How did the australopithecines find food given that they had no natural adaptations for hunting, no tools and (in the case of the gracile form) teeth unadapted for a vegetarian diet? Their cats fed them. Anyone who has owned modern cats know that there is nothing cats love more then to bring presents of food home to their masters. Based on the amount of mice, birds, lizards, toads, frogs and large insects that my cats bring me, I first developed my theory regarding the early (4 million years before present) domestication of the ancestors of the African wild cat. Australopithecines massed from 29 to 45 Kg. They would have required about 1000 to 2000 calories per day. A nice juicy mouse has between 200 and 400 calories. So at worse case, an australopithecine would need ten mice or their equivalent each day. As a cat, in a mouse (or prey equivalent) rich environment, can easily catch far more then they can eat, it would not take many cats to support an australopithecine. Five cats per hominine, each bringing in an average of two extra mice (or prey equivalent) each day, together with what little the hominine could find for itself, would easily support an australopithecine. Based on the above points, it seems clear that the best way for australopithecines to have fed themselves was not by hunting, not by scavenging carnivore kills, not by gathering plant food, but by having their pet cats bring them small game.
Defense; or Cat Throwing as a Martial Art:
Question: How did the early hominines protect themselves from the many large predators with which they coexisted, without any weapons? Answer: They did have a weapon. The cat. Imagine that you have an angry tomcat thrown at your face. That would discourage even a lion or a hyena, at least long enough for the thrower to make his escape. Hard on the cat, but they breed replacements quickly. Male cats would be the primary weapon. The australopithecine may not have been able to conceptualize that they were preserving females for future breeding, however it doesn’t take much thought to know that the slightly larger tomcats would make a better weapon. Two million years of being carried around as a defensive weapon may account for the modern cat’s desire to be held. This carrying of cats, while almost certainly is not the cause of bipedalism, it would certainly have reinforced a bipedal posture. I’m surprised that people don’t still carry cats as an anti-mugging defense. It works better then mace.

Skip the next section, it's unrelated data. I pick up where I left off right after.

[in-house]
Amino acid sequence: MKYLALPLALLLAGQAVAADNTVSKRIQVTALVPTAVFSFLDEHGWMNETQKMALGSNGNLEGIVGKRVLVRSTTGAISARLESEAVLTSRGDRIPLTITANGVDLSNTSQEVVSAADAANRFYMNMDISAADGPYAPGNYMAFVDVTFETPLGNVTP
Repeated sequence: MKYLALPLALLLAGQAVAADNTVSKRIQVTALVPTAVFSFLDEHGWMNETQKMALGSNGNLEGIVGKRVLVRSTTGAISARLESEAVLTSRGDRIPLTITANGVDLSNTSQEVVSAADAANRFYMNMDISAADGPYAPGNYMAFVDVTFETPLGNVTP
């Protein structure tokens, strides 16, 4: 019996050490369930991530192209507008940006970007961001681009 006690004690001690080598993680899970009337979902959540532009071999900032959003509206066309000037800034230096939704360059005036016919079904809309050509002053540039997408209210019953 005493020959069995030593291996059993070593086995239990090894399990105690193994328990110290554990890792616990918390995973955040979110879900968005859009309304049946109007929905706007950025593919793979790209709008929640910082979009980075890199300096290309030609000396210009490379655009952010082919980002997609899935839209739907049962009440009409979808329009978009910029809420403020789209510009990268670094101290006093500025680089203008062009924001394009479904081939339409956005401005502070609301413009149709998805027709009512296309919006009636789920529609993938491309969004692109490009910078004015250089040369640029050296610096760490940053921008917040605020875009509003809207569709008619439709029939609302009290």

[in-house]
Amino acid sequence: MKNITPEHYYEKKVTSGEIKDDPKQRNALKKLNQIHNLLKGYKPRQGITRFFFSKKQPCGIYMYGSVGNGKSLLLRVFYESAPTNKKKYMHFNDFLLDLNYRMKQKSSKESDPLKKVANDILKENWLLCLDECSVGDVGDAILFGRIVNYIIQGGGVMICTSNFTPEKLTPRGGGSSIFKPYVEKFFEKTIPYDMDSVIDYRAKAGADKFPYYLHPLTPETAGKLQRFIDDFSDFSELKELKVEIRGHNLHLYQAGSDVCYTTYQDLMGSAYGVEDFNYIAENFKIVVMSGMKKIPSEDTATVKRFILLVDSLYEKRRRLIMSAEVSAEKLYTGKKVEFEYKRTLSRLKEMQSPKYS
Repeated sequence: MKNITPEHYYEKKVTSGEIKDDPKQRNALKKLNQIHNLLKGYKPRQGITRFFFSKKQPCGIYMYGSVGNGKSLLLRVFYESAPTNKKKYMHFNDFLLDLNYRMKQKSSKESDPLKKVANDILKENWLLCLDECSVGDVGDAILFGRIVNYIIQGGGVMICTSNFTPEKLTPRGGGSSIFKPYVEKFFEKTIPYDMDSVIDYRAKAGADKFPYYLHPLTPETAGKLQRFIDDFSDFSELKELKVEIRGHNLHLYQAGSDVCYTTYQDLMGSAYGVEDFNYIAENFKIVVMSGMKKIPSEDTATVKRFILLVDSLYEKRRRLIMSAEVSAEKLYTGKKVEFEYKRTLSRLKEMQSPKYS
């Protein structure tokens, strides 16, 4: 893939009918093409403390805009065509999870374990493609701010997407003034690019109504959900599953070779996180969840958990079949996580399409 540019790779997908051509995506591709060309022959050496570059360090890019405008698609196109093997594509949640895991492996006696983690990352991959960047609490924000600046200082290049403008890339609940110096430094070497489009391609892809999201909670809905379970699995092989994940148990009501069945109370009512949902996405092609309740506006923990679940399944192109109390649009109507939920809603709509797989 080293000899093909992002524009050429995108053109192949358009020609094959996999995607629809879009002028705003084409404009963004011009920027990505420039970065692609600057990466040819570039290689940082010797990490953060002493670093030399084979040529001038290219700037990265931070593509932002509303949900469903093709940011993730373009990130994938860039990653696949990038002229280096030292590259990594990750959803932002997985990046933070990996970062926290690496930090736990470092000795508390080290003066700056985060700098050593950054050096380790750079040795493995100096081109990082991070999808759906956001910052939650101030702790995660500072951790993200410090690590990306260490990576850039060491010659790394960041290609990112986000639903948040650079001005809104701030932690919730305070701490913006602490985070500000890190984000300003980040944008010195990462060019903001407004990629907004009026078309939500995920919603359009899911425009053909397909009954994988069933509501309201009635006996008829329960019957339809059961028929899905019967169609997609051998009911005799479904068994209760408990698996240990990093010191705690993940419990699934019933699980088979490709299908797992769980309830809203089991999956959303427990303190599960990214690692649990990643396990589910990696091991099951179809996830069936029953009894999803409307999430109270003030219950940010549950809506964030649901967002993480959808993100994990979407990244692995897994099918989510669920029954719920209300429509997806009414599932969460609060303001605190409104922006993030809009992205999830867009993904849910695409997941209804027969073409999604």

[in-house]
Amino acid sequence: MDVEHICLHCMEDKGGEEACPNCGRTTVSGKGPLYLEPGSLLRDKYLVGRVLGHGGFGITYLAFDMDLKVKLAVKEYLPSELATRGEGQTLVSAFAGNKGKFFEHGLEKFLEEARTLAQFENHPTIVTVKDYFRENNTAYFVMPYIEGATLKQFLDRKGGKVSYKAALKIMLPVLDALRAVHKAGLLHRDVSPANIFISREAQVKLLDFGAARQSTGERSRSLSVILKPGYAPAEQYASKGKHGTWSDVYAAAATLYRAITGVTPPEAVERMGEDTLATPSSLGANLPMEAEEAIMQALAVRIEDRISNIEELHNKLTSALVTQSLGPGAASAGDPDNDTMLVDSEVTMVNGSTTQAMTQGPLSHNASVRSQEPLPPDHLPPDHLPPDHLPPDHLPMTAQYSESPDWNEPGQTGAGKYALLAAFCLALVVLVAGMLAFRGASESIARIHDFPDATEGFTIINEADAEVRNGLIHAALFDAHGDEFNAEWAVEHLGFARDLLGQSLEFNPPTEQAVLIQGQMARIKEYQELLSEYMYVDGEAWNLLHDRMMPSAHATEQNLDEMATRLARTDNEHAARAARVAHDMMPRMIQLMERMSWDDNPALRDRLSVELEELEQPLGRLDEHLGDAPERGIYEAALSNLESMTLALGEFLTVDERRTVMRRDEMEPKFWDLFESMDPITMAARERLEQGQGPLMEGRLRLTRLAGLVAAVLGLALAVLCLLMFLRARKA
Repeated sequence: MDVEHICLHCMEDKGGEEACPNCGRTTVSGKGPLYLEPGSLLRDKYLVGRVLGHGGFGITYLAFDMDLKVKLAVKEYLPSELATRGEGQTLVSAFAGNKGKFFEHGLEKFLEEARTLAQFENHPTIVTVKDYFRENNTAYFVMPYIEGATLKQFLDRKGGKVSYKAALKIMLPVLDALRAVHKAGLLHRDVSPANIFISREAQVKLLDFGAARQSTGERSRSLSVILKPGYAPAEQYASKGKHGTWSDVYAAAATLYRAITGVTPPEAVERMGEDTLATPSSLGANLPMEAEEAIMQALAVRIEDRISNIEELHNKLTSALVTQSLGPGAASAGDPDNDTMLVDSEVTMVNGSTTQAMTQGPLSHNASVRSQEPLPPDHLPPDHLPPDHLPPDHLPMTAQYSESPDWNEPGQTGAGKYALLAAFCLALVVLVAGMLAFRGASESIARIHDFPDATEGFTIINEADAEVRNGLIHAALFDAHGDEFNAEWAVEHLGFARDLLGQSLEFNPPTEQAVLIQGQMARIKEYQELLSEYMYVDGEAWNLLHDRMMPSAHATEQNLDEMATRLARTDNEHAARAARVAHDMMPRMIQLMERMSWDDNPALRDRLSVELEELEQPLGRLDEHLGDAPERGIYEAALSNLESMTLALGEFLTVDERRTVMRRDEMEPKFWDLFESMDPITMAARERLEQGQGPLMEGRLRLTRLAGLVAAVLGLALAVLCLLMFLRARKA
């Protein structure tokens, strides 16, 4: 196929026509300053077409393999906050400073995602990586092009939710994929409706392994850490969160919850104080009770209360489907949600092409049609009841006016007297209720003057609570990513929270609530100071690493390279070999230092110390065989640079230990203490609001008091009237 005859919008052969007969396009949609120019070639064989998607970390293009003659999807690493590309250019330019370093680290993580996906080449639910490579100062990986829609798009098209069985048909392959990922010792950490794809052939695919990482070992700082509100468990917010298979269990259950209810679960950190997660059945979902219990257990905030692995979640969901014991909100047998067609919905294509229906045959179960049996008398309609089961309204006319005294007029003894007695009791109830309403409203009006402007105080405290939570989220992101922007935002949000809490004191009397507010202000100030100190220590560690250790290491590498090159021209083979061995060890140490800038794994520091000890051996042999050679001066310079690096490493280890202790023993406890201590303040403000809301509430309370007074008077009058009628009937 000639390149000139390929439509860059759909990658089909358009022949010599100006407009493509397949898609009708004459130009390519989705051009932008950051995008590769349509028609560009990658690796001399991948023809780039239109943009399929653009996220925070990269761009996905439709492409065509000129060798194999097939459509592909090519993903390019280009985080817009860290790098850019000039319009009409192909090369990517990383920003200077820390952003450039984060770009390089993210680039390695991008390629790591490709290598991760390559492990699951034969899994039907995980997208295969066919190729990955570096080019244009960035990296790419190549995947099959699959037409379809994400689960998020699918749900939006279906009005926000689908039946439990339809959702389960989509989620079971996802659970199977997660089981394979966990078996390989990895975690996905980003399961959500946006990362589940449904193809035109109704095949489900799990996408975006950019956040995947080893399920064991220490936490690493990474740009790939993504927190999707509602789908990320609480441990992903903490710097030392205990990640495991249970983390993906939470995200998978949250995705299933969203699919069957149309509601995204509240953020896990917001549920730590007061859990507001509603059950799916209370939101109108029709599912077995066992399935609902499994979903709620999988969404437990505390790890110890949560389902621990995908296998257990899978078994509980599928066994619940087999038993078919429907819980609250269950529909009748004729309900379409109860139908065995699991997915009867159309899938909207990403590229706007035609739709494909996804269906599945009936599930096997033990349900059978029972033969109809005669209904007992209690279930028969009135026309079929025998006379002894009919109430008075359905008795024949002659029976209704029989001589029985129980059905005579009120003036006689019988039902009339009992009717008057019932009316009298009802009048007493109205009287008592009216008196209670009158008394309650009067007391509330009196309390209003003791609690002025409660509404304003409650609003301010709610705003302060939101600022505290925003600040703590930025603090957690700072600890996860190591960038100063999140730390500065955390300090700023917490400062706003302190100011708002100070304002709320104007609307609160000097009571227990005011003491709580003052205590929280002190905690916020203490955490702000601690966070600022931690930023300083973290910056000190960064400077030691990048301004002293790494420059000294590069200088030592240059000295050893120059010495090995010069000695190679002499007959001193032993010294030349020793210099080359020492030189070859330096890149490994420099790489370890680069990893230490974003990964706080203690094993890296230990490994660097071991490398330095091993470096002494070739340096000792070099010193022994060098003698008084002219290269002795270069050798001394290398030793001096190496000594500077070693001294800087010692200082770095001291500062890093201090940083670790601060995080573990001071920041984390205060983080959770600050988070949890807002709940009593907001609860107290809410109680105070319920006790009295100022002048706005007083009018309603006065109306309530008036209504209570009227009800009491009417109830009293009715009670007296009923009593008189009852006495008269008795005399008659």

After obtaining a number of cats and human volunteers, perform the following steps:
1. Have volunteer attack you.
2. Throw cat at head of attacker.
3. Call ambulance for attacker.
4. Repeat steps 1 through 3 until volunteers decline to attack.
As you will see, cats can be very effective in both fighting off an attack and in preventing future attacks.
Shelter; or The Static Cling Theory:
Nights on the African savanna can be a savage and dangerous place even today. During the time of ouraustralopithecine ancestors it was far more dangerous then it is now. It is hard to see how a small and defenseless animal like an australopithecine could survive it on the ground. It has often been said that the australopithecines, with their feet and legs well adapted to bipedalism, could not climb trees very well, and would have a very hard time spending an entire night in a tree hanging on with just its hands. Females with young would be especially vulnerable. Other explanations of how they spent the night (such as brush fences) have their own problems. But what if they had “help” to stay in the trees?